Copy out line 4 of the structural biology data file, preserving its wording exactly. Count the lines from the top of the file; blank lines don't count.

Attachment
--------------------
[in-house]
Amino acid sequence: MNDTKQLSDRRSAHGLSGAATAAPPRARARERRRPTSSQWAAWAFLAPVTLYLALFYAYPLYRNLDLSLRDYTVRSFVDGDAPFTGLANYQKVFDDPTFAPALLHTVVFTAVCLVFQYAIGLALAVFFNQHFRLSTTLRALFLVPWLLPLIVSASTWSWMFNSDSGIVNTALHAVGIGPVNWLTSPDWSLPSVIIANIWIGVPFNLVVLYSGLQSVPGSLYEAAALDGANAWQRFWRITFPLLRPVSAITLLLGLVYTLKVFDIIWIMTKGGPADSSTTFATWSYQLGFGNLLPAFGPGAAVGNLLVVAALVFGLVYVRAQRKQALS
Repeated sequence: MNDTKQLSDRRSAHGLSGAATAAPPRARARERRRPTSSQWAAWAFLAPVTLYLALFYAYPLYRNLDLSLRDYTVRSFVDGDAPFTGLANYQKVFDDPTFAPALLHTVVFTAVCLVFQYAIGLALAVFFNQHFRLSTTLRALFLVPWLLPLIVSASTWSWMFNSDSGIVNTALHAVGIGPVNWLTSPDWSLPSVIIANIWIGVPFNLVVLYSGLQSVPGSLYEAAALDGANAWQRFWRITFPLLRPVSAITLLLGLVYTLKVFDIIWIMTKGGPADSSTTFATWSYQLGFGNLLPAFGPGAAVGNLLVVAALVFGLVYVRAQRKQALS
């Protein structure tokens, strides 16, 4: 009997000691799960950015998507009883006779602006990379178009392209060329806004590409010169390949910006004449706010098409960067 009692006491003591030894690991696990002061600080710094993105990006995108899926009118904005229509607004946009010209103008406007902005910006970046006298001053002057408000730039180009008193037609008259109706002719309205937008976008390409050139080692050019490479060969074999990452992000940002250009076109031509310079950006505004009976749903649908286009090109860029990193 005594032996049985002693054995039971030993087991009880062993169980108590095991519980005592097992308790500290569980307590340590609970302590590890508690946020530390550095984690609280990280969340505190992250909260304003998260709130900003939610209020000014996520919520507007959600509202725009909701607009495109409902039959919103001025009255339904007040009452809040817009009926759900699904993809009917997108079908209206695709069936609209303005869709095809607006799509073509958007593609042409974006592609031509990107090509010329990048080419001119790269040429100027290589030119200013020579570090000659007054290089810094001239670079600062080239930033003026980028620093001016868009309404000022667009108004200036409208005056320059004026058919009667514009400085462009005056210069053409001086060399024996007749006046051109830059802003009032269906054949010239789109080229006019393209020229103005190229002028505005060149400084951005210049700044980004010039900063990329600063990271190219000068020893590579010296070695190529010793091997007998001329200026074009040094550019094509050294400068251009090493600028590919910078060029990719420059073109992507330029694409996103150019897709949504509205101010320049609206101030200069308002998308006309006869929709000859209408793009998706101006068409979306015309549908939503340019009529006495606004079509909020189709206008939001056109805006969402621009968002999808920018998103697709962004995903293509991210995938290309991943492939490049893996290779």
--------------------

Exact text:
């Protein structure tokens, strides 16, 4: 009997000691799960950015998507009883006779602006990379178009392209060329806004590409010169390949910006004449706010098409960067 009692006491003591030894690991696990002061600080710094993105990006995108899926009118904005229509607004946009010209103008406007902005910006970046006298001053002057408000730039180009008193037609008259109706002719309205937008976008390409050139080692050019490479060969074999990452992000940002250009076109031509310079950006505004009976749903649908286009090109860029990193 005594032996049985002693054995039971030993087991009880062993169980108590095991519980005592097992308790500290569980307590340590609970302590590890508690946020530390550095984690609280990280969340505190992250909260304003998260709130900003939610209020000014996520919520507007959600509202725009909701607009495109409902039959919103001025009255339904007040009452809040817009009926759900699904993809009917997108079908209206695709069936609209303005869709095809607006799509073509958007593609042409974006592609031509990107090509010329990048080419001119790269040429100027290589030119200013020579570090000659007054290089810094001239670079600062080239930033003026980028620093001016868009309404000022667009108004200036409208005056320059004026058919009667514009400085462009005056210069053409001086060399024996007749006046051109830059802003009032269906054949010239789109080229006019393209020229103005190229002028505005060149400084951005210049700044980004010039900063990329600063990271190219000068020893590579010296070695190529010793091997007998001329200026074009040094550019094509050294400068251009090493600028590919910078060029990719420059073109992507330029694409996103150019897709949504509205101010320049609206101030200069308002998308006309006869929709000859209408793009998706101006068409979306015309549908939503340019009529006495606004079509909020189709206008939001056109805006969402621009968002999808920018998103697709962004995903293509991210995938290309991943492939490049893996290779």